A man cleans the window displaying the Apple watch during the unveiling of the new and highly anticipated product at Saint-Honore street in Paris / LOIC VENANCE/AFP/Getty Images

Attention span will be far smaller for watches than phones, Apple rulings suggest

Apple has encouraged developers to make apps for its smartwatch in such a way as to avoid annoying users, according to reports.

The company suggests that apps only require 10 seconds of users’ time, whenever they look at them, so that they don’t take up too much attention. The limit will also allow the battery to be preserved, a concern that is likely to be central to selling the watch.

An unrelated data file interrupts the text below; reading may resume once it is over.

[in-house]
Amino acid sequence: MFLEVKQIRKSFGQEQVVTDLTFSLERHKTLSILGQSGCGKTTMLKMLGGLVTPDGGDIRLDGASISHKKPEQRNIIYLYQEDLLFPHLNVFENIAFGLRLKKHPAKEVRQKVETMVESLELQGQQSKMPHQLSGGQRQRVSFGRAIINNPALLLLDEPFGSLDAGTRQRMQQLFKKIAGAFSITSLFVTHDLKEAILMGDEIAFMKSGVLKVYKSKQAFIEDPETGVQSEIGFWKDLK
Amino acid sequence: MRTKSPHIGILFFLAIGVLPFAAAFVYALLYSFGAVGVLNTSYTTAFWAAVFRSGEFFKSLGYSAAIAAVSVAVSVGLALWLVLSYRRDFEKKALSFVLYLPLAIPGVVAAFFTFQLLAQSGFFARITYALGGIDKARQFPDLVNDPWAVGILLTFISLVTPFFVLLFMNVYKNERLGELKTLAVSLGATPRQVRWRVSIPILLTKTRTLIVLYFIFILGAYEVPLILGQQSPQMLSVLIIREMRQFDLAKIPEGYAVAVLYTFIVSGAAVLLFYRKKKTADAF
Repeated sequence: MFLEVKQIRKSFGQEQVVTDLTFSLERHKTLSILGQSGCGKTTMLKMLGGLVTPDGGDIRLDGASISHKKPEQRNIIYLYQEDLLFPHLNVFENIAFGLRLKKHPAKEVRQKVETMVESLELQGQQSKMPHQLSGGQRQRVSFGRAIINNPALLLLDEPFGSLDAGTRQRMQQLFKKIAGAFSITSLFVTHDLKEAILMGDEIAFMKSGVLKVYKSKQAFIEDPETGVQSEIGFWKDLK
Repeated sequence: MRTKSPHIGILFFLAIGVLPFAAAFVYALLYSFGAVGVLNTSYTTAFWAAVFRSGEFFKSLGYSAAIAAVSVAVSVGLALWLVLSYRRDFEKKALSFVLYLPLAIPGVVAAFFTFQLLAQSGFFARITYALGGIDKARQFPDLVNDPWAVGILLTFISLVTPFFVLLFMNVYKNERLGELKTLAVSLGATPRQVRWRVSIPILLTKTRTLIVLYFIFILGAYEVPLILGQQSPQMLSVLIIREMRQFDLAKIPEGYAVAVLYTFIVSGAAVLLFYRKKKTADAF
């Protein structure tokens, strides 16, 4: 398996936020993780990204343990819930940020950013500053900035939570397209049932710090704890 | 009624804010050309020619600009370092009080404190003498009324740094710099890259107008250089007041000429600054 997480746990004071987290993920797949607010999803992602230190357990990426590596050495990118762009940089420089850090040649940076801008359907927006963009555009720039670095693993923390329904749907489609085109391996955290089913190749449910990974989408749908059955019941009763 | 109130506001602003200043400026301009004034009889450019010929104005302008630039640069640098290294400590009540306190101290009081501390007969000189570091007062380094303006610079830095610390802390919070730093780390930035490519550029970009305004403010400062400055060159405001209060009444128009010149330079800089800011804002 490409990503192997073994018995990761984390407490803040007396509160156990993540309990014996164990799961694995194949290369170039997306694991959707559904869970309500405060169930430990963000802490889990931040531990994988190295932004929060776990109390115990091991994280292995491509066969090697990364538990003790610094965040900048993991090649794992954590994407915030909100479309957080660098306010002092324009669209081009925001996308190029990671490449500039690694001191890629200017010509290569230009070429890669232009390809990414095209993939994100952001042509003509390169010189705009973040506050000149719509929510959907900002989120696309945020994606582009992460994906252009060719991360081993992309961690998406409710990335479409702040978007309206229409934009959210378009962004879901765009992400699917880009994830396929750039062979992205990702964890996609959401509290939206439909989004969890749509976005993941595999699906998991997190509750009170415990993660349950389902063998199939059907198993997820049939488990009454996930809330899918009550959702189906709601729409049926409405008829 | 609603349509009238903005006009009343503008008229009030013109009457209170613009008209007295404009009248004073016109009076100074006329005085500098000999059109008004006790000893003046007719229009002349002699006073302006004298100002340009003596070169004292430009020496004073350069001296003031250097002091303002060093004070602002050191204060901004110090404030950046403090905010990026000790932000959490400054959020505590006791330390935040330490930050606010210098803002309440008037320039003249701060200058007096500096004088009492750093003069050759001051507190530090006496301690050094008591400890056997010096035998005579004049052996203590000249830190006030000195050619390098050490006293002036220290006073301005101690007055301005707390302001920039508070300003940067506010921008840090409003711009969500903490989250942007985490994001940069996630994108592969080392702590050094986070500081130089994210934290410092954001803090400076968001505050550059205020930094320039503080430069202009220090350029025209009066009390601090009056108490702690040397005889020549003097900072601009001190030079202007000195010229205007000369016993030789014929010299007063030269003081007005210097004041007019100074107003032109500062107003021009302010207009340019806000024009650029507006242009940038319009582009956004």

The company has also asked developers to keep notifications and other distractions to a minimum, according to a report in Bloomberg that also revealed the company has been allowing companies to test Apple Watch apps in a secret lab at its headquarters. Apps should keep specific notifications about certain emails from buzzing on users’ wrists if they’re still at work, for instance.

At the moment, many watches notify users about every event on their phone. That means that on a busy day the buzzing from watches can be almost constant — and while the appeal of such watches is partly in keeping people from having to look at their phone to see notifications, the constant buzzing has been a point of complaint about existing ones.